First case of human getting Covid from cat in Thailand: Report

Published on Jun 30, 2022 12:19 PM IST

This particular study came about by 'accident', Sarunyou Chusri, the co-author and an infectious disease researcher at Thailand's Prince of Songkla University, said. According to the study, in August a father and son who tested positive for SARS-CoV-2 were in isolation at the university’s hospital. The family cat also tested positive.

In its report, Nature also said cat-human transmissions are probably rare.(Shutterstock. Representative image)
In its report, Nature also said cat-human transmissions are probably rare.(Shutterstock. Representative image)
Written by Harshit Sabarwal | Edited by Chandrashekar Srinivasan, New Delhi

A case of a human being infected with Covid-19 by a cat has been reported from Thailand, science journal Nature said Wednesday citing a study published in the journal Emerging Infectious Diseases on June 6.

Researchers said the study results are 'convincing' and that it is surprising more such cases have not been reported, considering the coronavirus' ability to jump species and the widespread nature of the pandemic.

This particular study came about by 'accident', Sarunyou Chusri, the co-author and an infectious disease researcher at Thailand's Prince of Songkla University, said.

According to the study, in August a father and son who tested positive for SARS-CoV-2 were in isolation at the university’s hospital. The family cat also tested positive.

As the cat was being swabbed, it sneezed in the face of a veterinary surgeon. The surgeon was wearing a face mask and gloves but had no eye protection. Three days later, she developed a fever, sniffles and a cough, and then tested positive herself.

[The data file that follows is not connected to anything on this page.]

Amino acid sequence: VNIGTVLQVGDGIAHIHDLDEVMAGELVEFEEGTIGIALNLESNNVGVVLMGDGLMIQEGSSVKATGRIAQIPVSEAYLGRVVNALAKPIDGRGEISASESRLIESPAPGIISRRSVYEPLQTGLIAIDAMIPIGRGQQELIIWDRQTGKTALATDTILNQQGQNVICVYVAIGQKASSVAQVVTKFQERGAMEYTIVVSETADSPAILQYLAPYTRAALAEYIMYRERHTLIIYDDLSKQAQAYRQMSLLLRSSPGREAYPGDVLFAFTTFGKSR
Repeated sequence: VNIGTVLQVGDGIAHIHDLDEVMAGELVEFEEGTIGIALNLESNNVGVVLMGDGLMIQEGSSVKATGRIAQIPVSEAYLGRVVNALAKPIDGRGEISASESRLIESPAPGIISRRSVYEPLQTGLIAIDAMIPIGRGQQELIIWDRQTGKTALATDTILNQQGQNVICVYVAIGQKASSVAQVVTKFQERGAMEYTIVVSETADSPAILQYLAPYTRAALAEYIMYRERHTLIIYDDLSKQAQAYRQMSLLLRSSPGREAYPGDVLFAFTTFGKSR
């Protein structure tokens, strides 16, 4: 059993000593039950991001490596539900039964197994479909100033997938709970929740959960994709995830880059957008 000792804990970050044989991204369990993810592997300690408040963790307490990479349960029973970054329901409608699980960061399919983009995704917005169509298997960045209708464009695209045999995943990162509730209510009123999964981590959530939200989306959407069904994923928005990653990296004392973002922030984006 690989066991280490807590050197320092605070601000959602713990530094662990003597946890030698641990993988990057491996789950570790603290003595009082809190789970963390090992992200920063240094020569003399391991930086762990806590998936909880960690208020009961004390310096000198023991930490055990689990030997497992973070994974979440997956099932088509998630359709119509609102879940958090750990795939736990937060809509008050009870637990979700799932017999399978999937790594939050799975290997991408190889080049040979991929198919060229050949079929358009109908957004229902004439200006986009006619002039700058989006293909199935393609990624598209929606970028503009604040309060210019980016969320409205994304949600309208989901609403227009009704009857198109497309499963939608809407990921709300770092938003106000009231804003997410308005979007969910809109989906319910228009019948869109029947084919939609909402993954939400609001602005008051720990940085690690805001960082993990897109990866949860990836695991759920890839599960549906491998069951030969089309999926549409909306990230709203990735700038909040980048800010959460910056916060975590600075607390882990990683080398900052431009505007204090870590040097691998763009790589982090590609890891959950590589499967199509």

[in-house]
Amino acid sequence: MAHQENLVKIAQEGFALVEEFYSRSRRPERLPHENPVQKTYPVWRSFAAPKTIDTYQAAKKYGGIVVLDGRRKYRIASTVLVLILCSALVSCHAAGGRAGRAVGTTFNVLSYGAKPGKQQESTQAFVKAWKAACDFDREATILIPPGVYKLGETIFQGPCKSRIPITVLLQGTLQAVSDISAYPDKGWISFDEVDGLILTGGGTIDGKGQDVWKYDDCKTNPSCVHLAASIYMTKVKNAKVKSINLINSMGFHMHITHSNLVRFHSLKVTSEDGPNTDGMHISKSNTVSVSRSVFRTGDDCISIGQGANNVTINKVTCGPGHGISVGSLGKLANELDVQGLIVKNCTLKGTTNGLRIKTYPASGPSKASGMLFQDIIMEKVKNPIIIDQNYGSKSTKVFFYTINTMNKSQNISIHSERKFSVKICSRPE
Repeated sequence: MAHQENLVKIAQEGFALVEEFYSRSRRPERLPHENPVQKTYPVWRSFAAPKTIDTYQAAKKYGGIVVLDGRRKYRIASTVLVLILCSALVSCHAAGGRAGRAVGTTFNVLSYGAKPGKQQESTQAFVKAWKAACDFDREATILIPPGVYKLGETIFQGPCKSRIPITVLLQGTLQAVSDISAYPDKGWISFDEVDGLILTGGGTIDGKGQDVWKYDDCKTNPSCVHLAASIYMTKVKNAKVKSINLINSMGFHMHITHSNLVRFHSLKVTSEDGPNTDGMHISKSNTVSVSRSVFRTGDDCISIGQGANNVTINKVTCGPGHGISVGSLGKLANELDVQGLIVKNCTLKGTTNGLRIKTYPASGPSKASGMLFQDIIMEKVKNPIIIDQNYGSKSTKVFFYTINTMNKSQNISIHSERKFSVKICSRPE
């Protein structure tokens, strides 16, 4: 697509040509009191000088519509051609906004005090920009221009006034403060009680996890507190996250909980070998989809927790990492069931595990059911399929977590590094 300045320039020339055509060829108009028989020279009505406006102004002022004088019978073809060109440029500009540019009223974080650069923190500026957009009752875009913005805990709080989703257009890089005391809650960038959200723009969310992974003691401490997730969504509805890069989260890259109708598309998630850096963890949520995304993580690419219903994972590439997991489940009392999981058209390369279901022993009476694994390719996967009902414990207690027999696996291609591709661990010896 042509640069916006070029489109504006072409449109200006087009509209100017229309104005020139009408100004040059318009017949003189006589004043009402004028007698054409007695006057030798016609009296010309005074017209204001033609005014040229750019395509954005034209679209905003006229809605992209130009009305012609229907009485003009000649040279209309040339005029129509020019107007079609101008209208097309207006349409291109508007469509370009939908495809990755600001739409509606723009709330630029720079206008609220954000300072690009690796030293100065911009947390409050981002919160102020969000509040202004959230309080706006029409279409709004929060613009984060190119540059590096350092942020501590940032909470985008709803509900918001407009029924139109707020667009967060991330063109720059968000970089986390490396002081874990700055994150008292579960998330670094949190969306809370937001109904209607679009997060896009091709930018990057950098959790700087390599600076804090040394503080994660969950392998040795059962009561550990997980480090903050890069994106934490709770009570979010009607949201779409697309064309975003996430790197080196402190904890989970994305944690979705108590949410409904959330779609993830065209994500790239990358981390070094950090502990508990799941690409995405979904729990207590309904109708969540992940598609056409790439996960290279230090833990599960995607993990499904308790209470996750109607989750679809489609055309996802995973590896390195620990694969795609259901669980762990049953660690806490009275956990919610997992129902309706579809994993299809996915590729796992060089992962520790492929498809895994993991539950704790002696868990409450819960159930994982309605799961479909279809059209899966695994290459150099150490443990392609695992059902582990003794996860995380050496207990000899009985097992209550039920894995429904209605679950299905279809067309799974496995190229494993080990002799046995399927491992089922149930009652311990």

However, none of the surgeon's close contacts were positive, suggesting she was infected by the cat. Genetic analysis confirmed both the vet and the cat had the same variant.

The viral genomic sequences were identical also.

A word of caution, however. In its report, Nature also said cat-human transmissions are probably rare. Leo Poon, a virologist at the University of Hong Kong, said experimental studies show that infected cats 'do not shed much virus and shed only for a few days'.

Nevertheless, all possible care - including the use of eyeguards - must be taken while handling cats suspected of being infected with Covid-19, Leo Poon stressed.

Apart from cats, other household animals - dogs, ferrets and rabbits - can get Covid but the risk of the virus spreading to humans is low. There have also been reports of farmed minks in Europe and North America infecting people, as well as hamsters in Hong Kong.

The United States' Centers for Disease Control and Prevention said, "While you don't have to worry much about getting Covid-19 from your pets, they should worry about getting it from you. People with confirmed or suspected Covid-19 should avoid contact with pets, farm animals and wildlife, as well as with other people."

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